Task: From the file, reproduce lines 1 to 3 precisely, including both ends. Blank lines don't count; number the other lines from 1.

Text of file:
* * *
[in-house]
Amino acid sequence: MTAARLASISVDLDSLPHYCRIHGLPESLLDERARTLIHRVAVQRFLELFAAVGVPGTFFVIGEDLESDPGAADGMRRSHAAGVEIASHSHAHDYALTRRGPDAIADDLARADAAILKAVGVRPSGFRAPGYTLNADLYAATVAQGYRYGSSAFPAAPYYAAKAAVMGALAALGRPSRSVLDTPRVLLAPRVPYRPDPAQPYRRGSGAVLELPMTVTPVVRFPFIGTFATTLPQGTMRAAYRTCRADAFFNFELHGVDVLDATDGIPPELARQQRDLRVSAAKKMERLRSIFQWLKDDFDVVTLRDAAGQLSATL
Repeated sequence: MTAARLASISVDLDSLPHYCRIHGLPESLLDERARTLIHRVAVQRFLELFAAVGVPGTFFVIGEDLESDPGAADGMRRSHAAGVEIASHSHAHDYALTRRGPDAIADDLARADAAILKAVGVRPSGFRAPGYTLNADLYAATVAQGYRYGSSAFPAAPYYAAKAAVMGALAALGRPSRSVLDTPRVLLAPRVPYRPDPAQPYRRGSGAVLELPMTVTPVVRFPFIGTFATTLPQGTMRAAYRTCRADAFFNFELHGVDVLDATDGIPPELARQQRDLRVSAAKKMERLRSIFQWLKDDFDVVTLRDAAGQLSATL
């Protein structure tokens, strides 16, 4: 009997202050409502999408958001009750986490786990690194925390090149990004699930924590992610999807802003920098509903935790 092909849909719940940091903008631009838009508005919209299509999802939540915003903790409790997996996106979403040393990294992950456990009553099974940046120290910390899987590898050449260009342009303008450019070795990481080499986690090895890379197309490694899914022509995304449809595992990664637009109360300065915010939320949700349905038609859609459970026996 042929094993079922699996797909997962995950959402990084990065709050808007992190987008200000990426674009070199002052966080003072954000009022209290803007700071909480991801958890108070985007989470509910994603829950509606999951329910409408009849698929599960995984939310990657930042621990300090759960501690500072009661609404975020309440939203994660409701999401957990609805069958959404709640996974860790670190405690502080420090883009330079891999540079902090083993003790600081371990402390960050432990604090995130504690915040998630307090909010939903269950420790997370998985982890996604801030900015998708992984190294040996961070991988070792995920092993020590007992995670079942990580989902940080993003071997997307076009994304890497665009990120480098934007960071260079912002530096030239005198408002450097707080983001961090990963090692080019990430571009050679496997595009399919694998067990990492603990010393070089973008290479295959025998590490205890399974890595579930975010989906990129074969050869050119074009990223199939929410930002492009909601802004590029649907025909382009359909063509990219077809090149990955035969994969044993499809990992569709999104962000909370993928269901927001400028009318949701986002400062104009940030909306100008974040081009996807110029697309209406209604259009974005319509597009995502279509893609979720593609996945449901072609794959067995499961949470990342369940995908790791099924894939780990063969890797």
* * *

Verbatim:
[in-house]
Amino acid sequence: MTAARLASISVDLDSLPHYCRIHGLPESLLDERARTLIHRVAVQRFLELFAAVGVPGTFFVIGEDLESDPGAADGMRRSHAAGVEIASHSHAHDYALTRRGPDAIADDLARADAAILKAVGVRPSGFRAPGYTLNADLYAATVAQGYRYGSSAFPAAPYYAAKAAVMGALAALGRPSRSVLDTPRVLLAPRVPYRPDPAQPYRRGSGAVLELPMTVTPVVRFPFIGTFATTLPQGTMRAAYRTCRADAFFNFELHGVDVLDATDGIPPELARQQRDLRVSAAKKMERLRSIFQWLKDDFDVVTLRDAAGQLSATL
Repeated sequence: MTAARLASISVDLDSLPHYCRIHGLPESLLDERARTLIHRVAVQRFLELFAAVGVPGTFFVIGEDLESDPGAADGMRRSHAAGVEIASHSHAHDYALTRRGPDAIADDLARADAAILKAVGVRPSGFRAPGYTLNADLYAATVAQGYRYGSSAFPAAPYYAAKAAVMGALAALGRPSRSVLDTPRVLLAPRVPYRPDPAQPYRRGSGAVLELPMTVTPVVRFPFIGTFATTLPQGTMRAAYRTCRADAFFNFELHGVDVLDATDGIPPELARQQRDLRVSAAKKMERLRSIFQWLKDDFDVVTLRDAAGQLSATL